Economic Analysis of Business Practice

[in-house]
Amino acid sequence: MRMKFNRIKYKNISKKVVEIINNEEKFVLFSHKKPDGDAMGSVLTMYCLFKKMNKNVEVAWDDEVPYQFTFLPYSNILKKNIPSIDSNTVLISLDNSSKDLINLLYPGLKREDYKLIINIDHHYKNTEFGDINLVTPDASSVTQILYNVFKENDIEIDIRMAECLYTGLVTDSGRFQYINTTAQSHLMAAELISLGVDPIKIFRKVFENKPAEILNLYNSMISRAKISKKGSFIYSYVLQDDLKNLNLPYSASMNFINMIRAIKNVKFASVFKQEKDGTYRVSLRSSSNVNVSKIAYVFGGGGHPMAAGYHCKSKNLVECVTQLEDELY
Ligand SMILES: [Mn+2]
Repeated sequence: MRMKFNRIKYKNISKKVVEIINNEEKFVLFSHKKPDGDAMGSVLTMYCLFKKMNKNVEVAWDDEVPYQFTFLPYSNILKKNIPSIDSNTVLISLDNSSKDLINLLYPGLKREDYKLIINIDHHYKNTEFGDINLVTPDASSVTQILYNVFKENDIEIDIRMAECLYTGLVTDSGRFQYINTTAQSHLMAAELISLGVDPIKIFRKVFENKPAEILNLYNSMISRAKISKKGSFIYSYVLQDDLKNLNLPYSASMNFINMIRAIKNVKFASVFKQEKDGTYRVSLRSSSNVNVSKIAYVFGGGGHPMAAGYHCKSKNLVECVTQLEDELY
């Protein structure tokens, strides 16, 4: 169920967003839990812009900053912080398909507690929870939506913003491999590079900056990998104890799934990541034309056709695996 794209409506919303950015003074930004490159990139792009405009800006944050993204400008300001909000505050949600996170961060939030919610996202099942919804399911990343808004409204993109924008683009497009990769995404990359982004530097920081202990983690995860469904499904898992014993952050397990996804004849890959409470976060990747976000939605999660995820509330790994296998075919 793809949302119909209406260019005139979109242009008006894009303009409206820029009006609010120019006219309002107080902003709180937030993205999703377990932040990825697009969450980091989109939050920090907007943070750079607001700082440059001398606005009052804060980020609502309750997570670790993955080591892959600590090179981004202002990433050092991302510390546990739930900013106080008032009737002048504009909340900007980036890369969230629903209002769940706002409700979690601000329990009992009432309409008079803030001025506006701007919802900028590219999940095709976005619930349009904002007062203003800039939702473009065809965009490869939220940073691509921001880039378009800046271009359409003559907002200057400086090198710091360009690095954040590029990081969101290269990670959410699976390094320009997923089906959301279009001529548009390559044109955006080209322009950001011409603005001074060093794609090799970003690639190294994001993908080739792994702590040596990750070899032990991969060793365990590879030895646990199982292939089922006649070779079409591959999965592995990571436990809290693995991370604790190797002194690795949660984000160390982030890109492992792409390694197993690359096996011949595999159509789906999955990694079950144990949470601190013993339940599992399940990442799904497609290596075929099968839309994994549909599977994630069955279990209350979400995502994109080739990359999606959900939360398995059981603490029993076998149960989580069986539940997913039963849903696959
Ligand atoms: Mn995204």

The great depression showed the implications of deflation, something that the government now trys to avoid at all costs. During the Great Depression, money supply was backed by gold, meaning that the amount of gold in the vault dictates how much money is in supply. I think this is one of the reasons why the bridge between savings and investors collapsed – there was not enough money to go around, especially since the amount of debt increased in a deflationary period. Fast forward to the Great Recession; while the impact was not a great as the great depression, part of this (I think) is due to going off the gold standard back in the 70’s, the credit expansion in the 80’s (making more money available to people via credit) and quantitative easing times 3 (QE 1, 2, & 3) increasing the velocity of money. This increase in volume of money has allowed consumers to invest more and also gave banks more money to invest; the federal reserve was even able to step in to save the day (i.e. the banks) where as this did not happen during the great depression. This shifts the aggregate demand curve to the right.To get out of the great recession, the aggregate demand curve was shifted to the right to increase GDP and reduce unemployment, the opposite that happened in the great depression. Now after the great recession, the aggregate curve is still shifted to the right with the continued efforts to reduce unemployment and increase production. Although, I am going to argue that the “real” aggregate demand curve is shifting left. I think there is a perception of economic growth if looking at unemployment, but there are flaws in measuring unemployment that make it look better than what it is. The overall GDP has not been that great, and since the first quarter of 2017 it continues to decline. Oil, food, precious metals prices are deflating, which leads some people to believe we are moving into another deflationary period, despite what the stock market shows.